Your Infant has Dengue

What is Dengue?

Dengue is an illness spread through the bite of an infected mosquito. If you live in or are traveling to an area with risk of dengue, protect your infant from mosquito bites.

Symptoms: Your Infant Can’t Tell You He or She is Sick

Symptoms of dengue in an infant may be difficult to recognize and are similar to other common childhood infections. See a healthcare provider immediately if your infant develops a fever with any of the following symptoms:

  • Fever or a low temperature (less than 36°C or 96.8°F) with any of the following:
    • Sleepiness, lack of energy, or irritability
    • Rash
    • Unusual bleeding (gums, nose, bruising)
    • Vomiting (at least 3 times in 24 hours)

Symptoms of dengue can quickly become severe, requiring immediate medical attention or hospitalization.

Doctor treating an infant

Caring for Your Sick Infant at Home

  • Control the fever: Give acetaminophen (also known as paracetamol outside the United States). Always follow label instructions. Give cool water sponge baths.
  • Give plenty of fluids such as water or drinks with added electrolytes. Dehydration occurs when a person loses too much body fluid from fever, vomiting, or not drinking enough fluids.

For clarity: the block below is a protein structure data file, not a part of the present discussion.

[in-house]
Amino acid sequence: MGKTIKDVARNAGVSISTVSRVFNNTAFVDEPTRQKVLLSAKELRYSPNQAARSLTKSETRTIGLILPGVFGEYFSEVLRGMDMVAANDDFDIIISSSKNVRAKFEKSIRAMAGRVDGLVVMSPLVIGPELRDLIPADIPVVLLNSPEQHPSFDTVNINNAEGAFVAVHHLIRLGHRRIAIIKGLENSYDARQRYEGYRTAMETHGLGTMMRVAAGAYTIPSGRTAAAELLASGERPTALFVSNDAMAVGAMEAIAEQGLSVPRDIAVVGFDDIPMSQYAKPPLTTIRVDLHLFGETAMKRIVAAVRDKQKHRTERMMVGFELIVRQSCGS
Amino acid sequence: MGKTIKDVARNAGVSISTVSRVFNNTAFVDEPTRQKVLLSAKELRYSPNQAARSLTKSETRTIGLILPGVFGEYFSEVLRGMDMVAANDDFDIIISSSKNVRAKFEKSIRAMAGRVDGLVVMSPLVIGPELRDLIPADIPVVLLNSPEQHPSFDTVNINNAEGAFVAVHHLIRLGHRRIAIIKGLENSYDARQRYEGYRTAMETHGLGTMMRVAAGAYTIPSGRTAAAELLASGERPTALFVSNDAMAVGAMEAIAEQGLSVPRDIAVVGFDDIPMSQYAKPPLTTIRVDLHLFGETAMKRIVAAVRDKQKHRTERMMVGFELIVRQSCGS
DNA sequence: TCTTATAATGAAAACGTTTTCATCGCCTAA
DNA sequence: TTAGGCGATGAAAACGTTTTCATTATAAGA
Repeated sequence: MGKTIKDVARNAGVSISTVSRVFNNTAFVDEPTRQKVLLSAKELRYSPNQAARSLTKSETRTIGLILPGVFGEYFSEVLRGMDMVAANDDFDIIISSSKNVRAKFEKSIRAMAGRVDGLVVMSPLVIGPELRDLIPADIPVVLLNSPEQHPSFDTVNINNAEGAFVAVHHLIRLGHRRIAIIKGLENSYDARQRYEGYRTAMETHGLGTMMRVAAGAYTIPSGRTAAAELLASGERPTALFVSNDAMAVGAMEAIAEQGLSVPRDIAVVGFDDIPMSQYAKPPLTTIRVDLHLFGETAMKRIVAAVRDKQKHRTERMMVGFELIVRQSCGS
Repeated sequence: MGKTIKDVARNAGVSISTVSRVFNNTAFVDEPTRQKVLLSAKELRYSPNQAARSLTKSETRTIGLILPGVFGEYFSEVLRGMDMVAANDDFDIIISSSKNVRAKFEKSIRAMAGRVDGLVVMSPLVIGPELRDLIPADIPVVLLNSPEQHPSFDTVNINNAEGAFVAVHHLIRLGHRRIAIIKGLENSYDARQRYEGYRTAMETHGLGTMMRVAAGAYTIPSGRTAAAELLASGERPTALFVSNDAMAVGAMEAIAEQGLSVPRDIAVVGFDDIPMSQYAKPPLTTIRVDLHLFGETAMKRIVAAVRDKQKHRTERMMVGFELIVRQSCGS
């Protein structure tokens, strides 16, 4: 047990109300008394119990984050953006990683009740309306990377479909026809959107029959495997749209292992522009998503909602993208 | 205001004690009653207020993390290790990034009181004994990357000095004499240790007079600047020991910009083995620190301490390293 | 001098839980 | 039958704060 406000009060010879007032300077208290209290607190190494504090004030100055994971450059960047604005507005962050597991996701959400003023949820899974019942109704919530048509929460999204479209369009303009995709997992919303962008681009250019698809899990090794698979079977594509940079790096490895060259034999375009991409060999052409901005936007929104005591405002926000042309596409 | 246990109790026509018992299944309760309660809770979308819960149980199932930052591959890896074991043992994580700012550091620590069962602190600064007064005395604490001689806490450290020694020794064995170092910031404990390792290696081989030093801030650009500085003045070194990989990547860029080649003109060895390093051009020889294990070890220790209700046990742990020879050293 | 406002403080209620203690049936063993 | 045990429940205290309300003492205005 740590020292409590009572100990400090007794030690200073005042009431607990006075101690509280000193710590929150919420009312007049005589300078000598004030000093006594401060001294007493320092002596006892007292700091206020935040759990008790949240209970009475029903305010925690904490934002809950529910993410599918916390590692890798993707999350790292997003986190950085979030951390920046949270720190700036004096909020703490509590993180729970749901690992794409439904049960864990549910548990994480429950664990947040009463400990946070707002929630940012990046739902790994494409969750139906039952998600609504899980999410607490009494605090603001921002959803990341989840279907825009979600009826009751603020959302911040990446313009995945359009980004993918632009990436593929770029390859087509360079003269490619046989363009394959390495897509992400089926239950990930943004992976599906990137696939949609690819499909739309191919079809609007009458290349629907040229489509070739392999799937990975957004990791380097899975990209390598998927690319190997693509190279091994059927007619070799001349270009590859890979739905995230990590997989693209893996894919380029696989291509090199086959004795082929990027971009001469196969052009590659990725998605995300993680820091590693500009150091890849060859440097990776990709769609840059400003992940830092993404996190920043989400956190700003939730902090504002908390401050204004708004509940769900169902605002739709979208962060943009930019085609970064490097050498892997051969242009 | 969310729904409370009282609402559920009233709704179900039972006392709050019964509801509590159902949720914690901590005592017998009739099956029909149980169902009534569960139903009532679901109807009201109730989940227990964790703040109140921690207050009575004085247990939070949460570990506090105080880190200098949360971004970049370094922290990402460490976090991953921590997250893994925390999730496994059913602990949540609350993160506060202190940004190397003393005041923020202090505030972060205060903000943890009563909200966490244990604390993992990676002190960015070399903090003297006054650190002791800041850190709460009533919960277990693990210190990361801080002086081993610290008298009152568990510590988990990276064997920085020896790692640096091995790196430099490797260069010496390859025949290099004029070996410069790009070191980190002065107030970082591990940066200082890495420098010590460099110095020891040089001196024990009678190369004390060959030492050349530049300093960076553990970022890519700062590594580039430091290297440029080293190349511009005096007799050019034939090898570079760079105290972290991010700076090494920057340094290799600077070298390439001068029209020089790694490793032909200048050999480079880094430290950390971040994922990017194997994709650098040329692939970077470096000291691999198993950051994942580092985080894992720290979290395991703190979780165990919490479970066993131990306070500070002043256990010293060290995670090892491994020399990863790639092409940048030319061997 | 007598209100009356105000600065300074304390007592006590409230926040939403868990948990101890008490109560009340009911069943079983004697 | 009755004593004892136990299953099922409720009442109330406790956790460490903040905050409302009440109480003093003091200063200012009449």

• Watch for signs of dehydration and seek care immediately if your infant develops signs of dehydration.

Signs of mild to moderate dehydration

Signs of severe dehydration

Signs of mild to moderate dehydration

Urinates less frequently (less than 6 wet diapers per day)

Signs of severe dehydration

Sleepiness, lack of energy, very fussy

Signs of mild to moderate dehydration

Dry mouth, tongue, lips

Signs of severe dehydration

Sunken eyes

Signs of mild to moderate dehydration

Few or no tears when crying

Signs of severe dehydration

Cool, discolored hands or feet

Signs of mild to moderate dehydration

Sunken soft spot of the head

Signs of severe dehydration

Urinates 1-2 times per day

Signs of mild to moderate dehydration

What to do: Contact your child’s pediatrician immediately.

Signs of severe dehydration

What to do: Go to an urgent care clinic or the emergency room.